Saturday, November 2, 2013

Myrtle Beach Trip

As Aunt Belle says, "It's not Dial-a-Ghost, folks."
We headed off for a road trip, something she and I have missed for several years due to demands of our spouses and  their health. We had a few narrow misses, thinking we might have to cancel our longed-for trip, but one day we looked at each other across the car seats and yelled, "Yippee, we're on our way!" And we were.
We assumed we'd run across some ghosts on the way or, at the least, during our planned tours of a couple old southern mansions. It wasn't until the fourth day into our trip, however, that we were able to head out of Myrtle Beach towards Charleston, SC, which is one of the oldest cities in the U.S. It should be inundated with ghosts, right?
There didn't seem to be any activity at the first place, Hopsewee Plantation, which was the home of Thomas Lynch, a signer of the Declaration of Independence. Yes, it's a Native American name, but I've forgotten what one of the employees told me. My friends Sharry and Esther toured the house, but Aunt Belle and I only prowled the grounds, then had tea and scones in the little shop while we waited.
At Hopesewee

The second mansion was Drayton Hall, quite a distance north of Charleston. What a fantastic place, and the family history is awesome. One of the Drayton descendants owned the home until in the 1990's. She kept it original, with absolutely no modern amenities, including running water or electricity. When she died, she willed the house to a historical society, which has kept the dream of authenticity alive.
The brochure says Drayton Hall is: "The oldest un-restored plantation home in American open to the public. Drayton Hall stands alone as the only authentic survivor of the Ashley River's colonial past — intact and in near original condition."
Yes, you read that right. It's from Colonial Times, pre-Revolutionary War. How fantastic, although Hopesewee was also from the same era. Drayton Hall is probably the oldest plantation Aunt Belle and I have ever toured. There are no furnishings in the home, which makes it different, of course. It was a totally awe-inspiring tour, imagining the family living there.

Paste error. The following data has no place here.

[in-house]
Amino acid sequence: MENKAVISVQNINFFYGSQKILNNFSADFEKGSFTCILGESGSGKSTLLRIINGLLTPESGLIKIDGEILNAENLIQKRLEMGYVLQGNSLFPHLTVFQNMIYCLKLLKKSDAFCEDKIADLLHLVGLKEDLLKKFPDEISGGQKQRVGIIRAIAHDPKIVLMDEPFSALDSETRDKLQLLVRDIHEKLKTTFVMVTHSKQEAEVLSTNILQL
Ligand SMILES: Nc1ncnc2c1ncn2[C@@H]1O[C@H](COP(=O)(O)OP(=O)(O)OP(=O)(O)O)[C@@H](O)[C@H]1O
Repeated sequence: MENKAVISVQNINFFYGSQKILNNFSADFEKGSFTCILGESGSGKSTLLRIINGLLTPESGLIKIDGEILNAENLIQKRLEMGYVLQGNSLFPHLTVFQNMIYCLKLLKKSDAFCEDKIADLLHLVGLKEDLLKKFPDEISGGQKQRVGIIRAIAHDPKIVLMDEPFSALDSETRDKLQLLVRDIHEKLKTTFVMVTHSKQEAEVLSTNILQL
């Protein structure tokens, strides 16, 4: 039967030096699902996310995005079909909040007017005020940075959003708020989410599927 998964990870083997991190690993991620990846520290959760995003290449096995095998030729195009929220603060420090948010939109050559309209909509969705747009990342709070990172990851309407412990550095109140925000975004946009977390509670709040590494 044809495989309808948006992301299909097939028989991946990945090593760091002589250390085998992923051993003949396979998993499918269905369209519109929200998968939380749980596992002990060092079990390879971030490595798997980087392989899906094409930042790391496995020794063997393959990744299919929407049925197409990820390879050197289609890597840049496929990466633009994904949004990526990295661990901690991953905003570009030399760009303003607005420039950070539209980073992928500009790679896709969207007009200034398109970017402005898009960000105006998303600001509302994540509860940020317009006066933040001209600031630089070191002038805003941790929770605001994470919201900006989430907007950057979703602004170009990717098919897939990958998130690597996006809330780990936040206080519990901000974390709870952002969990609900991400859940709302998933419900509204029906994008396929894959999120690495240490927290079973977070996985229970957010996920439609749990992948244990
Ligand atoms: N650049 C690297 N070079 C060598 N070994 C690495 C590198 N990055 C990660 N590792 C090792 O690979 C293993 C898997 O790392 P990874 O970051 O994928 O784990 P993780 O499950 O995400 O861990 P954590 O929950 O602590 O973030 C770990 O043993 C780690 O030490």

Ghosts? None in the home. However, a lady "met" me at the ticket booth when my friend Sharry and I got out to buy our tickets. I knew she was female, but the ticket lady told us that if we didn't hurry, we'd have to wait and catch the next tour, an hour later. So I didn't get to hang around and chat with the ghost. I did realize who she was as the tour progressed: the Drayton descendant, Elizabeth Drayton.
From the Drayton Hall Website
I have a theory, which is all anyone has about the paranormal world. I believe that houses where Aunt Belle and I encounter several ghosts are houses where there have been unpleasant happenings and unhappy people over the years. Therefore, my deduction as to the lack of activity at Drayton Hall is, of course, that it was a good home for the families who occupied it down through the generations. Elizabeth felt perfectly content when I sensed her energy, and the vibe I got was: Welcome to my home. I think part of that, also, was due to her seeing that the family vision of the home was still being carried out.
I wish I'd had time to check out some of the ghost stories that my friend Billy Thomasee sent me. However, the trip was also for business purposes, and I attended the Novelists, Inc., conference on Wednesday evening through Saturday evening. I met a lot of author friends and made some new friends in the book industry.
We had a couple ghost incidents here at the house just after we got home, but I'll hold those until next week's blog. My husband was still down in Houston visiting his sisters, so after Aunt Belle left, I was here all by myself Wednesday and Thursday night, Thursday being Halloween, of course. Weird, though. Nothing happened here after Aunt Belle left on Wednesday morning. My nights were peaceful.
Would you stay alone in my house? I met a couple people in Myrtle Beach who gave me a resounding NO, NO, NO! But I enjoy myself immensely, whether my ghostly residents pop in or stay on their side of things.
Final note: I'm reworking the blog site, so hope to have lots more information up soon. So far, I've only had time to do the bio section, but by next week, I intend to have the site full of interesting tidbits. Best laid plans of mice and men, though….
Hope you had a fantastic Halloween or Samhain and stayed safe.
T. M.

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